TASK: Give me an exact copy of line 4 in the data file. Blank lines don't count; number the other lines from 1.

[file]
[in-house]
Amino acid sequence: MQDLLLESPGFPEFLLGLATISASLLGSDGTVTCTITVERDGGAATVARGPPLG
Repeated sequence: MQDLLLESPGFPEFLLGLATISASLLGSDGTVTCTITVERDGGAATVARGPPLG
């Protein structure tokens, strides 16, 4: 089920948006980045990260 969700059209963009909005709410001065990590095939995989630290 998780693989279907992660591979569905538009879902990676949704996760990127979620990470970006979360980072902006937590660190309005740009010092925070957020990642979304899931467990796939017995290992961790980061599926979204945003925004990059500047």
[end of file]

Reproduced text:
């Protein structure tokens, strides 16, 4: 089920948006980045990260 969700059209963009909005709410001065990590095939995989630290 998780693989279907992660591979569905538009879902990676949704996760990127979620990470970006979360980072902006937590660190309005740009010092925070957020990642979304899931467990796939017995290992961790980061599926979204945003925004990059500047």